A clear example of this can be seen in the figure from Ribero et al’s poster (P118 – left), where compliance levels in the ICU at each of the moments were measured pre- and post the study intervention.  Compliance After Patient Contact was found to have the highest rate of compliance (both pre and post intervention), followed by Before Patient Contact, then After Body Fluids Exposure Risk.  After Contact with  Patient Surrounding and Before an Aseptic Procedure had the lowest levels of compliance respectively.

These were surprising findings for me, especially the fact that Moment 5 (After Contact with Patient Surroundings) did not show the lowest levels of compliance; as I had found this Moment the one to be perceived most likely to be considered able to be “dropped” if workload/other factors also occurred, and the Moment most Healthcare Professionals in my Study (2) felt likely to be “missed”.  Also, other literature supports Moment 5 as the one with lowest levels of compliance – for example Rossini et al. (2013, in press) found M5 compliance = 22.5% compared with M1 =36.5%, M2 =54.5%, M3 =25.2% and M4 = 25.4%.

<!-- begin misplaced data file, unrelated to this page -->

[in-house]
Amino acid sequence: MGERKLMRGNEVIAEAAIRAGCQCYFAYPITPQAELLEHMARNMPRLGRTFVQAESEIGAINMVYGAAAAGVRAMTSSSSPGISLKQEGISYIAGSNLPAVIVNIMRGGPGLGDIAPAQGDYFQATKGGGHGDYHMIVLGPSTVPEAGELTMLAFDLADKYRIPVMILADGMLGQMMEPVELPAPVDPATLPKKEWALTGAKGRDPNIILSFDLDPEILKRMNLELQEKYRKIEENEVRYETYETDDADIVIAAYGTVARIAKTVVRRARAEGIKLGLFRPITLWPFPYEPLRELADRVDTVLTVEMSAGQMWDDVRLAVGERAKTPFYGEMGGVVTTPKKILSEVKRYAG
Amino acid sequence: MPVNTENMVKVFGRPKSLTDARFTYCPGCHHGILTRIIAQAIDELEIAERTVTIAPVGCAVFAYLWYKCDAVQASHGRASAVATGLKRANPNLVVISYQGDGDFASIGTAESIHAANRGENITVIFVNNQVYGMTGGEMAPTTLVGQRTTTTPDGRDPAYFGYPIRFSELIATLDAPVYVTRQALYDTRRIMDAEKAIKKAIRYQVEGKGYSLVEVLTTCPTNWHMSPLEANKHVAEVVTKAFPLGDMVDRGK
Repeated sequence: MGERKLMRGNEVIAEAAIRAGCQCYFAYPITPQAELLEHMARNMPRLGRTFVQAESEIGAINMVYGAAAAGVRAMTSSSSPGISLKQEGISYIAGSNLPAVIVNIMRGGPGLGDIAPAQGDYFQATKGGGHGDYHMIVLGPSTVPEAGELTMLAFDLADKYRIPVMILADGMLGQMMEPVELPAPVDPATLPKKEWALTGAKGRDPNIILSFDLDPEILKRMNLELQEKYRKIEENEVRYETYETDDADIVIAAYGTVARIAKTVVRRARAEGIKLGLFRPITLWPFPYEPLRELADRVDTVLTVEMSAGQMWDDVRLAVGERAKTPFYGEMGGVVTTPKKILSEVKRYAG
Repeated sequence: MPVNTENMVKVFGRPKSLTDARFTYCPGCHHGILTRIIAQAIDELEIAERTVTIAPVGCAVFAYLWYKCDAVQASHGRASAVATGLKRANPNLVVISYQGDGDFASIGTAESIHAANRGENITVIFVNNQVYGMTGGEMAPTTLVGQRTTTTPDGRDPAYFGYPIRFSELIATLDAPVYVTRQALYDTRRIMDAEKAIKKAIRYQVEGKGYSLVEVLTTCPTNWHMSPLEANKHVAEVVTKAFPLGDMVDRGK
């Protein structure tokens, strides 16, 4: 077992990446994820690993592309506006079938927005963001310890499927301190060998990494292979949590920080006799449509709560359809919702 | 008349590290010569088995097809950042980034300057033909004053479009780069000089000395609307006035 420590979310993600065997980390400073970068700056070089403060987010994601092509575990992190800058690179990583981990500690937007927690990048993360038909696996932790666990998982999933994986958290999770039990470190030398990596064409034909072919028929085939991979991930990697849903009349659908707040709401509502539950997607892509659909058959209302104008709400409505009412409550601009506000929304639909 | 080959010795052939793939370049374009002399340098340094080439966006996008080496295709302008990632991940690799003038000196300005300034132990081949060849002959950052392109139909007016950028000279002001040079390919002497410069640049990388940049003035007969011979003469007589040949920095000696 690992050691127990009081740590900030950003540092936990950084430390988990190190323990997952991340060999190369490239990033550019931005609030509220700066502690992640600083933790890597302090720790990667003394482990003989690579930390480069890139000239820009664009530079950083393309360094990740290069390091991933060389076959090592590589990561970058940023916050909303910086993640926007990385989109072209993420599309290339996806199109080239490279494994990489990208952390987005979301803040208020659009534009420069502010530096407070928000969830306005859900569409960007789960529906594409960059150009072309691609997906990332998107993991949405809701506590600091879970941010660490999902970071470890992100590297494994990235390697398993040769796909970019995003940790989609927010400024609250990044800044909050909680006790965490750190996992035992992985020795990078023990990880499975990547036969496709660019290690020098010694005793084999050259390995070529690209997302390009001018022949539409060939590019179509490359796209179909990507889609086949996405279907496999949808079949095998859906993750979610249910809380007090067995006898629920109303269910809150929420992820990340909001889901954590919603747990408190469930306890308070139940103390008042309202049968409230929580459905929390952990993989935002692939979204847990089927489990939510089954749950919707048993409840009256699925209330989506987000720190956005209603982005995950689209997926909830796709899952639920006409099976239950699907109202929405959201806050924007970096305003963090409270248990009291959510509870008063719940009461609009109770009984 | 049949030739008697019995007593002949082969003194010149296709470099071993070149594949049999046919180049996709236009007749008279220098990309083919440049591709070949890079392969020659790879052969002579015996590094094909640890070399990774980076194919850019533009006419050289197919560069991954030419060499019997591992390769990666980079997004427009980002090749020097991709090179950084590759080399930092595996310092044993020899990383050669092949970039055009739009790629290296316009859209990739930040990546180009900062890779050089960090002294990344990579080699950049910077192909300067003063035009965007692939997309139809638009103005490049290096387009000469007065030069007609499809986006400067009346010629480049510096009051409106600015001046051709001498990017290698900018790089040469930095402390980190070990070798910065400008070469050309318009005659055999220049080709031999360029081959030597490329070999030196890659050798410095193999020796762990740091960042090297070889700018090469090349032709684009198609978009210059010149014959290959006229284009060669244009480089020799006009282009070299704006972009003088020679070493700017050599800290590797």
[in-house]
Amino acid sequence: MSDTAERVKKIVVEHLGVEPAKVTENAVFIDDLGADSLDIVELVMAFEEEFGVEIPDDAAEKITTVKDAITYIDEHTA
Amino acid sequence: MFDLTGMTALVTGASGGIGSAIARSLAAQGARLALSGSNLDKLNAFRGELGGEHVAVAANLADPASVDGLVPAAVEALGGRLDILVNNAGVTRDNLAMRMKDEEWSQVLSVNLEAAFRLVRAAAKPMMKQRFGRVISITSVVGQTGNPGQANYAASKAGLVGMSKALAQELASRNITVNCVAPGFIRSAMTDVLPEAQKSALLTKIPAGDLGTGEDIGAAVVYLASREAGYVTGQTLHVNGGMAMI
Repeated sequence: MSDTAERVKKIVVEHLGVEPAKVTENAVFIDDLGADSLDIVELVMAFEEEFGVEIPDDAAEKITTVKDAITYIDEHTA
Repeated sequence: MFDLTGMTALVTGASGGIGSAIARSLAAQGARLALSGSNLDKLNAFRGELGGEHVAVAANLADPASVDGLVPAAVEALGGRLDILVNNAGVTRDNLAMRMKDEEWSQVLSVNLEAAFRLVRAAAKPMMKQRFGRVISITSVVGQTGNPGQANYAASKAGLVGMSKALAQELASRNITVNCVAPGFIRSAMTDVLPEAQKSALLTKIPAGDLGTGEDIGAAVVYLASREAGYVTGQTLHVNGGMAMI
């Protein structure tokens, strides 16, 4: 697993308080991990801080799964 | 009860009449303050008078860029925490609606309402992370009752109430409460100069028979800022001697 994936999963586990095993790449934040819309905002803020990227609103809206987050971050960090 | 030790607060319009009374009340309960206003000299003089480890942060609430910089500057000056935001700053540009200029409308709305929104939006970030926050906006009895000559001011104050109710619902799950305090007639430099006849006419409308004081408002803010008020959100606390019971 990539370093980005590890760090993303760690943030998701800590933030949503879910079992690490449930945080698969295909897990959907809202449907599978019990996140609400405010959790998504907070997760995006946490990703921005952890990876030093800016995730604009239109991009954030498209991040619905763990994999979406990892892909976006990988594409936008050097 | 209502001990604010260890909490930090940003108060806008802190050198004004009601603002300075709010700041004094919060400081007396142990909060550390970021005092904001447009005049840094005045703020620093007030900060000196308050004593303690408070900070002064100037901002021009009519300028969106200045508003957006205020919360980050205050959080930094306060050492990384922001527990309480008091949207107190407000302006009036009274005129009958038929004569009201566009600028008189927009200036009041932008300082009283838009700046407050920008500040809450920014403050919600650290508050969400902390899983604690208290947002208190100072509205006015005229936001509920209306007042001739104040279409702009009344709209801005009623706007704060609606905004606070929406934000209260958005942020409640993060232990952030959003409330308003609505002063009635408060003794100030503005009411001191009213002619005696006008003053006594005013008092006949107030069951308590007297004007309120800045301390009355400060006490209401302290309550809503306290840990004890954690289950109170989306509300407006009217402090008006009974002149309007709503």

Grayson et al (2011)

Grayson et al (2011)



Finally the figure (right) provided by Grayson et al (2011) – who also spoke at ICPIC 2013 – from the Australian National Hand Hygiene Initiative  shows Moment 5 having the lowest rate of Hand Hygiene, and a different spread of compliance over the Moments than that presented by Ribeiro et al at ICPIC.  

Ikeda et al P119

Ikeda et al P119


A further poster at ICPIC 2013, that of Ikeda et al (P119 left) caused additional confusion, with another variation of spread being seen across the 5 Moments. Here, Moment 3 was found to have the highest level of compliance, followed by Moment 4, Moment 5, Moment 2 and Moment 1.